Organized by the The East Hampton Group for Wildlife, which has already filed suit against East Hampton town, village, and the town trustees, organized the "No Cull" rally and demonstration.
East Hampton Town and Village, along with Southold Town, has agreed to a program that would eliminate 2,000 to 3,000 deer on the East End. The Long Island Farm Bureau secured $250,000 in grant funding to embark upon the United State Department of Agriculture's sharpshooter program to reduce the number of deer.
Demonstrators held signs that said, "No Science? No Cull!" and "Save the Deer," and "Please Don't Kill My Mommy."
Ron Delsener, the well-known rock concert promoter who has a house in East Hampton Village and is funding the group's lawsuit, helped kick off the rally by comparing former town councilman Dominick Stanzione, credited with the town's deer management plan, to former vice president Dick Cheney. "He never said let the local hunters do what they do every year," he said.
The rally started at the Hook Mill in East Hampton at 1 p.m. Demonstrators then marched with their signs to Herrick Park, with some chanting, "What do we want? Stop the cull. When do we want it? Now." They gathered at the park for about an hour for dispersing.
Bill Crain, a Montauk resident and founder of the Group for Wildlife, asked the crowd, largely East Hampton residents, to write the village and town boards. "Tell them: If they want to be re-elected, stop this cull. Change their minds. They don't have a chance of re-election if they are going to pursue if they are going to pursue this barbaric, murderous slaughter. Let them know, we will not stand for this," he said.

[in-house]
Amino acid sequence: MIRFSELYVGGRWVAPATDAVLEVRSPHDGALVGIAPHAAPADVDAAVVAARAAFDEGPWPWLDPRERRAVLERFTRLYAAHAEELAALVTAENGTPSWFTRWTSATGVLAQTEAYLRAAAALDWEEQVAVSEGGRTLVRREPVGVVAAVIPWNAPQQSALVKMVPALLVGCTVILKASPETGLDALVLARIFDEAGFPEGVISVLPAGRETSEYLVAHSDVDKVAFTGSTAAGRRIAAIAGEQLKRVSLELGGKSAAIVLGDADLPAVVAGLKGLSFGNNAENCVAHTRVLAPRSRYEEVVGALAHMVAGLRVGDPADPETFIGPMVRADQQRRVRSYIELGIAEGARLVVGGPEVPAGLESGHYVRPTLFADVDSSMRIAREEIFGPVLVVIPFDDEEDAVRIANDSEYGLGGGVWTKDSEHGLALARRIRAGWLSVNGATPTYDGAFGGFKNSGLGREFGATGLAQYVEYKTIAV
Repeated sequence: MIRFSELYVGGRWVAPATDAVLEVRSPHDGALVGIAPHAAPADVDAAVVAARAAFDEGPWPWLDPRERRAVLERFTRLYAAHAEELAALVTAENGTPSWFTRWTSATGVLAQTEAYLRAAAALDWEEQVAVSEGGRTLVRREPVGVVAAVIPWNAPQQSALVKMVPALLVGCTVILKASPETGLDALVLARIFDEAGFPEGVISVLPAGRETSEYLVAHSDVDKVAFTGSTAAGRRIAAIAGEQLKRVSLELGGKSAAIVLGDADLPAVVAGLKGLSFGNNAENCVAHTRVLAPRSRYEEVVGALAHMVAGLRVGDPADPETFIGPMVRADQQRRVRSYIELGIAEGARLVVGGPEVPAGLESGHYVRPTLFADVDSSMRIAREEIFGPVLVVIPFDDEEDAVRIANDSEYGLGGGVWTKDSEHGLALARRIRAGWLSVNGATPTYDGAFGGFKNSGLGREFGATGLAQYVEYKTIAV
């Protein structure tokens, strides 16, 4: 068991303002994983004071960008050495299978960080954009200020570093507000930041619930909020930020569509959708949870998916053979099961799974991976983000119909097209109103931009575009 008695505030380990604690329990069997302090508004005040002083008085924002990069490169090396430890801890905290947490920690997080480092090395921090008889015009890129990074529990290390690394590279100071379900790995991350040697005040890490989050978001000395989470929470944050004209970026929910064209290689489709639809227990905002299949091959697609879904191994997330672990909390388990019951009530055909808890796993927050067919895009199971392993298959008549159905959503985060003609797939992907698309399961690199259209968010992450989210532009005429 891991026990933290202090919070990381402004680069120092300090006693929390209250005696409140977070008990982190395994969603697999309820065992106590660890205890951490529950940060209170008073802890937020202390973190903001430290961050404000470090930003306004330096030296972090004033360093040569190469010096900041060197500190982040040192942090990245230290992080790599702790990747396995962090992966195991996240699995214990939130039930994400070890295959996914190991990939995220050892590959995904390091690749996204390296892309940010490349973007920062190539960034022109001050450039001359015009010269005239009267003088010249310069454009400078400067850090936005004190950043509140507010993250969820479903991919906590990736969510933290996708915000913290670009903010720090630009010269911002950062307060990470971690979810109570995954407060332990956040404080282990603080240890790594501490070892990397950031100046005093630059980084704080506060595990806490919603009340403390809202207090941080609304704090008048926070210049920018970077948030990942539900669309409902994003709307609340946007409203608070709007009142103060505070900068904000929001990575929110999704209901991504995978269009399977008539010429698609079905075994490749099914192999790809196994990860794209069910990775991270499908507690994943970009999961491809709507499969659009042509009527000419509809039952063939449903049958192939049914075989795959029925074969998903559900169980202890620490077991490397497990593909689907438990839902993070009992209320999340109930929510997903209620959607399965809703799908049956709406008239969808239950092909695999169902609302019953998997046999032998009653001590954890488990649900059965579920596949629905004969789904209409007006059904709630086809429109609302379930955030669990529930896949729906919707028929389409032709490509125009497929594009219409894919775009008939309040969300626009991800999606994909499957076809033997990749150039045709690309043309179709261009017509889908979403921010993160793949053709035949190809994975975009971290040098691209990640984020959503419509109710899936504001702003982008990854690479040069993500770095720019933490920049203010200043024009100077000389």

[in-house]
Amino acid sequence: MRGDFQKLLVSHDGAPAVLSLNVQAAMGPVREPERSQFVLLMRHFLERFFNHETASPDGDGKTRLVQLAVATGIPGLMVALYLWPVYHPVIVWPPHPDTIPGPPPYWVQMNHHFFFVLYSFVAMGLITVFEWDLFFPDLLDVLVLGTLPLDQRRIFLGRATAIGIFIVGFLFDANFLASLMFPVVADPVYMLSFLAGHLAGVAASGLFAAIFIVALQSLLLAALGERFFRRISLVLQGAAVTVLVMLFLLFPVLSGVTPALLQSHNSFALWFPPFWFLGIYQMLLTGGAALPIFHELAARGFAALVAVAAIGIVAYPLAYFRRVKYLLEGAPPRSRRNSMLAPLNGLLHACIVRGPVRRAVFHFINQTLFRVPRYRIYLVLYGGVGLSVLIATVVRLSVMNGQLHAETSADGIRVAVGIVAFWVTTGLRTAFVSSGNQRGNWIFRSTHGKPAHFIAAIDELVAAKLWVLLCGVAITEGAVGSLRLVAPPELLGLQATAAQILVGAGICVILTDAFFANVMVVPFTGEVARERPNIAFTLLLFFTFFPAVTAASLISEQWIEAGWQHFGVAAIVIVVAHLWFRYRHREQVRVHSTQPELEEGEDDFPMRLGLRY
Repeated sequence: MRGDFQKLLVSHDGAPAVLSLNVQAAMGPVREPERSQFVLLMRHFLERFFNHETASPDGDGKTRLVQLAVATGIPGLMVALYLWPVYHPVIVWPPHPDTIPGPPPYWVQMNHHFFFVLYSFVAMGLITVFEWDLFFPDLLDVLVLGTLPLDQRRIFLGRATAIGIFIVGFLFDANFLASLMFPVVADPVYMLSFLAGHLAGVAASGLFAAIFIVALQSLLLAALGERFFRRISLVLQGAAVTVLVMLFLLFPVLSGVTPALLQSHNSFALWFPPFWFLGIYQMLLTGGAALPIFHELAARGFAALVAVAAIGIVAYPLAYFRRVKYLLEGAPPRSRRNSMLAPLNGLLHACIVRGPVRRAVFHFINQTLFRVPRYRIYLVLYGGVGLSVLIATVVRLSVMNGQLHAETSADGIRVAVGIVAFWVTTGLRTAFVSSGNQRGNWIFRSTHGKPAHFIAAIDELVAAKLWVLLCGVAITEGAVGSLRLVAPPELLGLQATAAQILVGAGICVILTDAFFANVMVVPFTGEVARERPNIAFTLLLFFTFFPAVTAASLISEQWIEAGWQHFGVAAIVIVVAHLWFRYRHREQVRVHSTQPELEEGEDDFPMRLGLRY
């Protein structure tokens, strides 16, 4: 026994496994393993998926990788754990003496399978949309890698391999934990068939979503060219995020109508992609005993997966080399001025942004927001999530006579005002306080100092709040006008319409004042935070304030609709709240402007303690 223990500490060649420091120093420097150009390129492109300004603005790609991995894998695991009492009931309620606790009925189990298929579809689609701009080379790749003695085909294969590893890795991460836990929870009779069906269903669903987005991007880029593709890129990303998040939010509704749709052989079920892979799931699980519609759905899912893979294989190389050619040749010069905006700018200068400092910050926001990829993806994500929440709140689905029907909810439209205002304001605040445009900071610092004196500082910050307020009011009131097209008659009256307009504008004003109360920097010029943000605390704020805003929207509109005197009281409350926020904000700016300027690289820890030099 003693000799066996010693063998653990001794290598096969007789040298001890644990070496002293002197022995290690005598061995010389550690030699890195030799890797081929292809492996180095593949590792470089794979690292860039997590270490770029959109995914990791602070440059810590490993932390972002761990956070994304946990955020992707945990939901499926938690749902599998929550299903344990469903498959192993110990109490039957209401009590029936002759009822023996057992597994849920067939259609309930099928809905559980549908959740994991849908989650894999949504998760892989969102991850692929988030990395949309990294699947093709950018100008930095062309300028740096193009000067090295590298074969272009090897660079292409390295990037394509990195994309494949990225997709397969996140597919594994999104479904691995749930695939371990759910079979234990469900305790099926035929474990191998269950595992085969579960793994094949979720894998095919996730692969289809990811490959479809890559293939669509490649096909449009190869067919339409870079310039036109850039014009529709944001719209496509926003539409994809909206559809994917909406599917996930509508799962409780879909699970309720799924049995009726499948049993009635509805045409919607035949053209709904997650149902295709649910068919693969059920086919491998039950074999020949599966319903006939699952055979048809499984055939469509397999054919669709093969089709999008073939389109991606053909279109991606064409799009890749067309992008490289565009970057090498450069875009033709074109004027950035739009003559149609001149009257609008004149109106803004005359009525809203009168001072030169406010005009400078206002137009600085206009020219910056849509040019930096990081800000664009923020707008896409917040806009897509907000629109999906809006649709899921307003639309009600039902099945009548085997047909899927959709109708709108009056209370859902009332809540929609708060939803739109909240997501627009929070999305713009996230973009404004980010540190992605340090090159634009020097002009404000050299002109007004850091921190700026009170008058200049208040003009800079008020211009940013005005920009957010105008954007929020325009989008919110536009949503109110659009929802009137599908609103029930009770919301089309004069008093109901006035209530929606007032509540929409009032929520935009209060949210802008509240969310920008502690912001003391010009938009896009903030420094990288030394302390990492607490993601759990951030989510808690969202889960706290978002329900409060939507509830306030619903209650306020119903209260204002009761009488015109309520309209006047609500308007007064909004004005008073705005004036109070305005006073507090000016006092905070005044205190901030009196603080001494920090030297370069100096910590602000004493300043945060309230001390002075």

Scattered in the crowd were residents from outside East Hampton, such as Kelvin Bryant, a Yapank hunter who brought his 12-year-old son Benjamin with him in protest in support of Hunters for Deer and Long Island Archers. "They are spending thousands of taxpayers' dollars on this and we would do it for nothing and we have the same results that they would expect from the USDA culling these deer."
Police presence was low, though traffic control officers helped stop traffic for marchers to cross the street and for photographers to safely take photographs of the crowd.
The protest was peaceful except for one dust-up between Delsener and Patricia Hope, a former biology teacher who attended the rally to pass out fliers called, "Culling East Hampton's Deer Herds: There Is A Better Way To Do It."
Delsener yelled at Hope to leave. "It's my rally not yours," he said. You're an animal," he said. "She's for the cull," he told the crowd. "
However, Hope, a member of the East Hampton School Board, said Delsener didn't understand her position at all. Her flier states, "We don't need to bring riflemen to East Hampton to slaughter our white-tailed deer. We can address the control of conception within the herds." She wants to see East Hampton research immuno-contraception, an innovative method of birth control without the chemicals that contaminate other species.